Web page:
On Wednesday morning, Clarke Square Neighborhood Initiative (CSNI) announced that it has purchased the home of Menomonee Valley cream city brick magnate George Burnham at 1636 W. National Ave. and will convert it into its headquarters.
The building – which I wrote about here – was owned by Jeff Hicks for nearly half a century.
According to research by Hicks, the oldest part of the house – the front entrance of which faces the Menomonee Valley where Burnham had his brickyard – dates as far back as the 1840s, with additions in the 1860s.
In the mid-1980s, Hicks purchased the old Wells Street bridge house when that span was being replaced and added it to the north side of the home.
When CSNI Executive Director Dr. Patricia Nájera saw a “for sale” sign go up outside the house, she was intrigued.
Najera – who served for two decades on the City of Milwaukee’s City Plan Commission – wanted the house preserved.
“For nearly 25 years, Dr. Najera has been working in Community and Economic Development and understands the importance of location, comprehensive neighborhood plans and an understanding of the needs in the community,” the CSNI statement notes.
“The City of Milwaukee is amid planning the Reconstruction Project of National Avenue from 1st to 39th Street. Most of you know that Highway 59 (National Avenue) is one of the most neglected and ugliest streetscapes in the City of Milwaukee."
“After participating in the initial meetings with city and state representatives, residents and business owners all agreed that little investment has been made on National Avenue for over 50 years but will change by 2027. CSNI is ready to be part of this change.”
CSNI plans to launch a fundraising effort to renovate the home.
“Dr. Najera hopes to spark a conversation with UWM’s School of Architecture and Urban Planning, the College of Freshwater Sciences or the Harbor District about a Bridge House that was relocated from 101 E. Wells to the property in 1985,” according to CSNI.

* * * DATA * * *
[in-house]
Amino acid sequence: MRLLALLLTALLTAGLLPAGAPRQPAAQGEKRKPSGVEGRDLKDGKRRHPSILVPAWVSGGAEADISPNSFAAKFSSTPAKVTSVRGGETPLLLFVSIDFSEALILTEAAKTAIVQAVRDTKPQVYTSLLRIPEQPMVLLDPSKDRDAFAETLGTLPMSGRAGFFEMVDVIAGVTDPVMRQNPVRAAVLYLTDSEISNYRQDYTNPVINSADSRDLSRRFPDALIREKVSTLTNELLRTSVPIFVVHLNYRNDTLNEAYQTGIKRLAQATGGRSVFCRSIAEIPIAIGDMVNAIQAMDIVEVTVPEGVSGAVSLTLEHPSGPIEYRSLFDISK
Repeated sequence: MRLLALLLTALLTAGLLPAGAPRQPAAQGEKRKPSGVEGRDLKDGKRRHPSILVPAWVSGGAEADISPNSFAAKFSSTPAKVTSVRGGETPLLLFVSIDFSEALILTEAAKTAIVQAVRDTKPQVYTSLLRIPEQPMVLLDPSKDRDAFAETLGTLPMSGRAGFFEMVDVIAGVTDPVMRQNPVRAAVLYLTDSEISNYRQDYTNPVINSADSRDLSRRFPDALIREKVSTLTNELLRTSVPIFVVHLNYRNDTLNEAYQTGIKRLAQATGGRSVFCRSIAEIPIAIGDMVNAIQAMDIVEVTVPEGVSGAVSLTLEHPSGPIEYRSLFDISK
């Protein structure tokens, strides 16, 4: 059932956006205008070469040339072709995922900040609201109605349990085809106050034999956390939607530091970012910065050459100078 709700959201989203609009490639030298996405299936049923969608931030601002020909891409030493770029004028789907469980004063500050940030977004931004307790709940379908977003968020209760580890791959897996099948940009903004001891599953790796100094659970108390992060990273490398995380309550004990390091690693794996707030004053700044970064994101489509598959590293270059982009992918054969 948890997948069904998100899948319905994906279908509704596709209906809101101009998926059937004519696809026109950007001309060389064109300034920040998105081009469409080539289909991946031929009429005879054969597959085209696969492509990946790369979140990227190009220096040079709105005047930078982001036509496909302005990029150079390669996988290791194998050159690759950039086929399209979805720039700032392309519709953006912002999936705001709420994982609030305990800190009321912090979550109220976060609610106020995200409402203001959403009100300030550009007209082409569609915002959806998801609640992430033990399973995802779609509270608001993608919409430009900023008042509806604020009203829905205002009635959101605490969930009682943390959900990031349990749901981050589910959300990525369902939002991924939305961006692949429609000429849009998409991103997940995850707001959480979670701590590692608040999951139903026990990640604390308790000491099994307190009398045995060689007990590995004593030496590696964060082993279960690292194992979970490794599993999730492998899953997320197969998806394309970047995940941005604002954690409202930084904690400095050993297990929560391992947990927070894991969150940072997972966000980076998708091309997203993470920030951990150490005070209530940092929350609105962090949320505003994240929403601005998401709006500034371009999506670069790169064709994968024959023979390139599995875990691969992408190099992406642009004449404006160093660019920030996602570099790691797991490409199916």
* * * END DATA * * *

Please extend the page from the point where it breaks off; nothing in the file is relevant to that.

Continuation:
For more information visit clarkesquare.org.
Born in Brooklyn, N.Y., where he lived until he was 17, Bobby received his BA-Mass Communications from UWM in 1989 and has lived in Walker's Point, Bay View, Enderis Park, South Milwaukee and on the East Side.
He has published three non-fiction books in Italy – including one about an event in Milwaukee history, which was published in the U.S. in autumn 2010. Four more books, all about Milwaukee, have been published by The History Press.
With his most recent band, The Yell Leaders, Bobby released four LPs and had a songs featured in episodes of TV's "Party of Five" and "Dawson's Creek," and films in Japan, South America and the U.S. The Yell Leaders were named the best unsigned band in their region by VH-1 as part of its Rock Across America 1998 Tour. Most recently, the band contributed tracks to a UK vinyl/CD tribute to the Redskins and collaborated on a track with Italian novelist Enrico Remmert.
He's produced three installments of the "OMCD" series of local music compilations for OnMilwaukee.com and in 2007 produced a CD of Italian music and poetry.
In 2005, he was awarded the City of Asti's (Italy) Journalism Prize for his work focusing on that area. He has also won awards from the Milwaukee Press Club.
He can be heard weekly on 88Nine Radio Milwaukee talking about his "Urban Spelunking" series of stories.